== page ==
WASHINGTON -- Massachusetts Senator Edward Kennedy is defending his immigration reform legislation.
The bill backed by Kennedy and President Bush would grant millions of illegal immigrants lawful status. It also would tighten border security and create new measures for weeding illegal workers off of job sites.
But Kennedy's concessions have alienated liberals who in the past have counted him as their strongest champion. A showdown test vote is scheduled Tuesday, and the Senate could pass or reject the bill by week's end.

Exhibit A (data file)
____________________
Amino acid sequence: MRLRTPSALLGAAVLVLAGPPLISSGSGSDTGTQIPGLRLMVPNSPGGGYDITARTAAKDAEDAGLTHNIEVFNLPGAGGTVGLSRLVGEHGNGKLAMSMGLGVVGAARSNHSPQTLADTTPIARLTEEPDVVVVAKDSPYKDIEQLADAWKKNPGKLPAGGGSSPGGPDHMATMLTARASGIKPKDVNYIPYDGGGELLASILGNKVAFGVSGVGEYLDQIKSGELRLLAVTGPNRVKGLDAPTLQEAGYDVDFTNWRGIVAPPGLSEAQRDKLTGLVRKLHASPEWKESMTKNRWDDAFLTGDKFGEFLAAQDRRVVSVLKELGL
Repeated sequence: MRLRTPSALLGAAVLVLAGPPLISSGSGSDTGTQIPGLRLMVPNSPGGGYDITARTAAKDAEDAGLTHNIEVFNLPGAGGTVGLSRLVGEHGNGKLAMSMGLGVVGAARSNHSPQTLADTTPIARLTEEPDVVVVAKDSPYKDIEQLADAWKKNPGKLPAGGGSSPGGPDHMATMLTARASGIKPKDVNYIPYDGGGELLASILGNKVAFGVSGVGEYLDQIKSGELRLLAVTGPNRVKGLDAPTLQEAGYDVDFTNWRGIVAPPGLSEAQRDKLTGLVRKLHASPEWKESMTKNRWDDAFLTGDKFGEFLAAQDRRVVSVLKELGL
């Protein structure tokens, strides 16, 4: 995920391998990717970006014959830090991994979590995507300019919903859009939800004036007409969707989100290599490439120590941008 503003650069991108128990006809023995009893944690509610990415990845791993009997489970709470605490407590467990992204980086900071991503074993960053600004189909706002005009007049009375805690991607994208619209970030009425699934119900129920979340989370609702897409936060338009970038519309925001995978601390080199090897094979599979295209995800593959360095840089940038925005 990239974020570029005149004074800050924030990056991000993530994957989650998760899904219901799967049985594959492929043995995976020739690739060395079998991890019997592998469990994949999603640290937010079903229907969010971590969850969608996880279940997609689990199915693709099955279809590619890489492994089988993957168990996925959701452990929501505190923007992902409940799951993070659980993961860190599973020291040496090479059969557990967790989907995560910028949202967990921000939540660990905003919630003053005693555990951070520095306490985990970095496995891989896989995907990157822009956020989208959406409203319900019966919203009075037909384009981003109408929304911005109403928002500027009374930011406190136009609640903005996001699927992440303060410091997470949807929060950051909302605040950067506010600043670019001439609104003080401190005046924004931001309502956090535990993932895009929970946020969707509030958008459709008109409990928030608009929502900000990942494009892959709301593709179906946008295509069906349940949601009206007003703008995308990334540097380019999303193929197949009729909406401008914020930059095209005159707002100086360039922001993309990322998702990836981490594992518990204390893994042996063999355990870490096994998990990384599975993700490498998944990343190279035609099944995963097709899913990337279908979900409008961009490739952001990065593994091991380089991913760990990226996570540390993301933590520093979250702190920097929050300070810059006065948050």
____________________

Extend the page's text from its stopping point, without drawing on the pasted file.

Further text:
Traditional Kennedy allies are mystified and angry at his willingness to accept Republican-backed measures. Those would subject illegal immigrants to steep fines and trips home, separate immigrants from relatives, and let new guest workers stay only briefly with little chance of citizenship.
It's a familiar spot for the 75-year-old Kennedy. His standing as a liberal firebrand during 45 years in the Senate belies a history of partnering with Republicans on major domestic agenda items.